Center for Biological Diversity

Protecting endangered species and wild places through
science, policy, education, and environmental law.

December 12, 2003


CONTACT: Rachel Fazio, John Muir Project (530) 273-9290
Monica Bond, Center for Biological Diversity (909) 659-6053 x304
More Information: Ancient Forests, Fire and Forest Health


San Francisco - The Ninth Circuit Court of Appeals overturned a district judge’s denial of preliminary injunction yesterday on a massive, post-fire logging project near Lake Tahoe on the Eldorado National Forest. The Ninth Circuit found that the logging project likely violated federal environmental law and would harm imperiled wildlife. The court ruled that the Forest Service likely violated the Sierra Framework and the National Environmental Policy Act in approving logging in occupied California spotted owl habitat. The 1,700-acre logging proposal would have cut thousands of large green trees under the pretext of restoration after fire.

The Star fire of 2001 burned through about 16,800 acres in the Tahoe and Eldorado National Forests and on private timberlands. Despite the fact that much of the forest burned only lightly and many living trees remained, the Forest Service proposed the "Star Fire" project to log the entire area. The John Muir Project of Earth Island Institute and the Center for Biological Diversity filed a lawsuit, arguing that the Forest Service's logging project would harm the California spotted owl, a declining species that depends on older trees for nesting. The plaintiffs’ site inspections of the area showed that much of the forest was green and alive, contrary to Forest Service assertions. The Ninth Circuit's opinion agreed with plaintiffs that the continued presence of owls after the fire, and plaintiffs’ evidence about numerous green stands ignored by the government, undermined the agency’s claim that such areas are no longer suitable habitat.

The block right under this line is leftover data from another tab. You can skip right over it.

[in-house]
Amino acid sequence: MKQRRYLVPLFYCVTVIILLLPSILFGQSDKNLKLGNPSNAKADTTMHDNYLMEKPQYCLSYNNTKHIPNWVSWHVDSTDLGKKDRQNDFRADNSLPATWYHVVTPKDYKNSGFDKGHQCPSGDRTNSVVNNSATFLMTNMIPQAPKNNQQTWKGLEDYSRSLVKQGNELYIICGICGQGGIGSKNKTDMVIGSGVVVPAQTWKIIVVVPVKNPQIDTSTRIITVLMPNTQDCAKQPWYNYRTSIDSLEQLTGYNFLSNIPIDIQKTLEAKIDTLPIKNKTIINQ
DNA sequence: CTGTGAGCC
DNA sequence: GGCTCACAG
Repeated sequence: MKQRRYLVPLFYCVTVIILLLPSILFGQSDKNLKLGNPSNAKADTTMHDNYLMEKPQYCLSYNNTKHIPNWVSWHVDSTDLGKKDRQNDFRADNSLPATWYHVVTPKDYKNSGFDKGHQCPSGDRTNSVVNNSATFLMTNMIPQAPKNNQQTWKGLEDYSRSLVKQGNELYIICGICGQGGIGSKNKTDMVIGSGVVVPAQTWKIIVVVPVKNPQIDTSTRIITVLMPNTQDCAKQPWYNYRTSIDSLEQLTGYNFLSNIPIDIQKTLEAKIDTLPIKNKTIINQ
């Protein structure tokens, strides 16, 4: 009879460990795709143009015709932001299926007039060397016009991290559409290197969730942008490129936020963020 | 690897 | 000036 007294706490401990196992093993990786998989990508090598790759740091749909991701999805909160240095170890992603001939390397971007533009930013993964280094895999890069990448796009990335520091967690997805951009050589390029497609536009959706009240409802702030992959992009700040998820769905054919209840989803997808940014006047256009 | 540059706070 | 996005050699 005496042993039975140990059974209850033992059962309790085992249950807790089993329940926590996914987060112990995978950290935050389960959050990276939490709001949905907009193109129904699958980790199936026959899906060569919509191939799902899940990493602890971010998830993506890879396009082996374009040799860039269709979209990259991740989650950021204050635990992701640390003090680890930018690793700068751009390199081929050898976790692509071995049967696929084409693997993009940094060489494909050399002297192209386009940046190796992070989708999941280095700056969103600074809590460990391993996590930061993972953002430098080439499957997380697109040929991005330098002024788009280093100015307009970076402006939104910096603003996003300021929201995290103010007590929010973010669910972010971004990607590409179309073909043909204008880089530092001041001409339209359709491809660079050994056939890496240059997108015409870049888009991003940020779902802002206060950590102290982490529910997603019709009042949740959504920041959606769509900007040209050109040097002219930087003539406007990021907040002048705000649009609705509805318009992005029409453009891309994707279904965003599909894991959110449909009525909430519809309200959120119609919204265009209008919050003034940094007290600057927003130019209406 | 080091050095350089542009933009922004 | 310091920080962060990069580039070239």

"This ruling is a strong signal to the U.S. Forest Service that they cannot continue to misrepresent conditions on the ground in order to justify logging," said attorney Rachel Fazio of the John Muir Project, who represented the plaintiffs.

Research on spotted owls shows that the birds do not necessarily abandon an area after a wildfire. Monica Bond, biologist with the Center for Biological Diversity and lead author on a study of the impacts of wildfire on spotted owls, noted that "spotted owls have more to fear from the Forest Service than from forest fires."

The court also ruled that the Forest Service failed to adequately analyze the cumulative impacts of multiple logging projects in the Sierra Nevada. The national forests in the Sierra Nevada are currently managed under the Sierra Framework, a comprehensive management and restoration plan approved in early 2001. The Bush Administration has recently proposed to gut the Framework and allow more logging of large, old trees.

MYTH: Logging large trees will help reduce wildfire risk.

FACT: Not one single scientific study exists that concludes that large trees must be removed as a fire prevention measure. Every study addressing this issue actually recommends the retention of large living and dead trees because they shade and cool the forest floor and reduce flammable undergrowth, they are critical habitat elements for wildlife, and their contribution to the fire hazard is insignificant relative to smaller fuels such as branches, twigs, brush and little trees.

The National Fire Plan states "the removal of large, merchantable trees from forests does not reduce fire risk and may, in fact, increase such risk. Fire ecologists note that large trees are 'insurance for the future - they are critical to ecosystem resilience.' Targeting smaller trees and leaving both the large trees and snags standing addresses the core of the fuels problem."

MYTH: Wildfire results in the loss of California spotted owls from an area.

FACT: Results from numerous scientific studies show that spotted owls can continue to occupy and reproduce in habitat burned by wildfire. While research on long-term impacts is needed, a recently published study on immediate effects of wildfires on spotted owls found that "relatively large wildfires that burned nest and roost areas appeared to have little short-term effect on survival, site fidelity, mate fidelity, and reproductive success of spotted owls..." In fact, the Forest Service assumed a spotted owl territory that burned in the Star Fire was no longer suitable habitat even though a pair of owls was located in the burned forest the spring after the fire


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